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Ghostbase

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  1. Thanks, that is interesting, I did wonder exactly where Iowa Park is. I do know that this F-15A was based at Goodfellow AFB in Texas at some point in her career as an instructional airframe though she was in the later Compass Grey colour scheme at that time. I wonder it there is any connection with that? Caracal Models do have this decal sheet in 1/72nd scale as well. Michael
  2. My entry for this group build, the Martin B-57B Canberra operated by the 8th Bomb Squadron out of Bien Hoa AB and then Da Nang AB in 1964/65. It didn't take the Canberra long to become well-known on the tactical scene and they picked up the call sign 'Yellow Bird' based upon the squadron colours (the sister13th BS were 'Red Bird'). I am building the 1/72nd Italeri B-57B Canberra OOB and it will be finished in aluminium. I will be using the decals from the kit. I will also 'ghost' build a second B-57B which will be in the later SEA camouflage scheme coded as 'PQ'. I am looking for a straight forward build of these kits which I have had in the stash for many years now. Michael. Canberras2 by Ghostbase, on Flickr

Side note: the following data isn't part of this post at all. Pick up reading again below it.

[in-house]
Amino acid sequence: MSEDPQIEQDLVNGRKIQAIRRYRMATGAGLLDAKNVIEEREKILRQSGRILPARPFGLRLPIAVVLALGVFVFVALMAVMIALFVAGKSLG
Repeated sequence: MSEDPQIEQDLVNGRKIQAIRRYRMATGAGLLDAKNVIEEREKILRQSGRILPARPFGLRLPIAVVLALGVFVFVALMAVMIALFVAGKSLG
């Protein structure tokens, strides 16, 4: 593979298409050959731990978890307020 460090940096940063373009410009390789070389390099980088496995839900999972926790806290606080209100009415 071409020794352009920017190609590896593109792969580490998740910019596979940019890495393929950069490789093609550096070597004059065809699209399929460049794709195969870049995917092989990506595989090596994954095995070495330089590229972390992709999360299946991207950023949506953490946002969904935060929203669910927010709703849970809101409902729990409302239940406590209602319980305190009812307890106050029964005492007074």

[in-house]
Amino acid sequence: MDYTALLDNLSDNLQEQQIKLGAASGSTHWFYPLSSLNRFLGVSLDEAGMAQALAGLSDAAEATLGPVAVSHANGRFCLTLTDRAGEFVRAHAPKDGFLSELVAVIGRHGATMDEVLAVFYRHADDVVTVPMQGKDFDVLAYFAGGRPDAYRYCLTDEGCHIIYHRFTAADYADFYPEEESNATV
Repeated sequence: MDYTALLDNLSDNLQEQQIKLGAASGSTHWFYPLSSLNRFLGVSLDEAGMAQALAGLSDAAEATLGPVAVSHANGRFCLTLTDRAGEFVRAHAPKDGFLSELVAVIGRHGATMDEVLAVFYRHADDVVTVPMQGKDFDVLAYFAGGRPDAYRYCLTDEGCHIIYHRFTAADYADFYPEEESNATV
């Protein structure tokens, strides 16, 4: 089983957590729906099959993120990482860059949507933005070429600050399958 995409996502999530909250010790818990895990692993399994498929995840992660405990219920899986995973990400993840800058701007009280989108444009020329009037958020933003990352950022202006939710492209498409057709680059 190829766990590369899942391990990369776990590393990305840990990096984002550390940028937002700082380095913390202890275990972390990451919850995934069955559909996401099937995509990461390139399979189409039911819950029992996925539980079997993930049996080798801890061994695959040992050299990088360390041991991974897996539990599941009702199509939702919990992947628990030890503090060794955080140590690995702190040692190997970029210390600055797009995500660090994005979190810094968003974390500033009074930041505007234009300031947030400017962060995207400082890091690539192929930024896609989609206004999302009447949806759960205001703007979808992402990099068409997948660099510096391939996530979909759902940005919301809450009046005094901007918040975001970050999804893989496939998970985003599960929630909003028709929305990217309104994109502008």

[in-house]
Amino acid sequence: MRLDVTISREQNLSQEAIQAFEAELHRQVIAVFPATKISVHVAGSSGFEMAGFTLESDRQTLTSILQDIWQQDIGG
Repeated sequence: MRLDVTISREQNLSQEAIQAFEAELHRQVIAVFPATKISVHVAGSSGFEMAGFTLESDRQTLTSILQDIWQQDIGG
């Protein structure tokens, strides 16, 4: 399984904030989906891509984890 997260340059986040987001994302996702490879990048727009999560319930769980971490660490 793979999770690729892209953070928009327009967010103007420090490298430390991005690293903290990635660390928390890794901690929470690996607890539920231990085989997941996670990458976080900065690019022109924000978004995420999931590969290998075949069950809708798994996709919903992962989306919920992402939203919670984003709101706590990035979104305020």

3. A 1/48th Monogram F-15A Eagle painted in the very early and short lived air superiority blue colour scheme. Humbrol enamel paints applied with an airbrush, decals by Caracal models. The kit dates back to 1979. I have always wanted to build an F-15 in this scheme and despite a few small mistakes I am very happy with the result. 20200819_141334 by Ghostbase, on Flickr The story behind this bird is interesting. She was F-15A serial 71-0284 and she was the fifth full scale development Eagle. She was used for armament development including the rotary cannon and when her test career ended she became an instructional airframe. She was photographed in these markings at an airshow (possibly Sheppard AFB, TX, date unknown) with "City of Iowa Park" nose art. Her FF code stands for 'First Fighter' for the then 1st Tactical Fighter Wing based at Langley. How she kept her blue colour scheme is unknown but it was very unusual and it certainly adds some interest to this model. 20200819_141449 by Ghostbase, on Flickr I used Humbrol 47 which is enamel gloss sea blue as that looked to me to be the nearest to air superiority blue in their range. I would say that it is just a tad darker and 'richer' than FS35450 however for some reason the camera on my phone has processed the photos to a lighter shade! I do have the Hataka acrylic Air Superiority Blue (HTK-A155) in my paint stash but I am really struggling with acrylics at the moment and just wanted an easy paint without my airbrush clogging up after 60 seconds. This coat went on well and just one application too. 20200819_141509 by Ghostbase, on Flickr I must also mention how impressed I was with the kit. It was first released in 1979 and it went together very well, I only needed a little filler where the nose section slots into the main fuselage. I did like the detail around the cockpit and also the radar as well as the open air brake and I think they really add to the model. Yes, it is raised panel lines and for this build I was comfortable with that. 20200819_141756 by Ghostbase, on Flickr This is the first time that I have used Caracal decals and I am very impressed, they were really easy to apply and they make an average model look good! These were from their F-15 "The Early Years" set and I am building a second F-15A using this set as well. 20200819_141808 by Ghostbase, on Flickr Apologies for the rather makeshift photo studio but these were taken at my alternate man cave! This build really has helped get my mojo back. Michael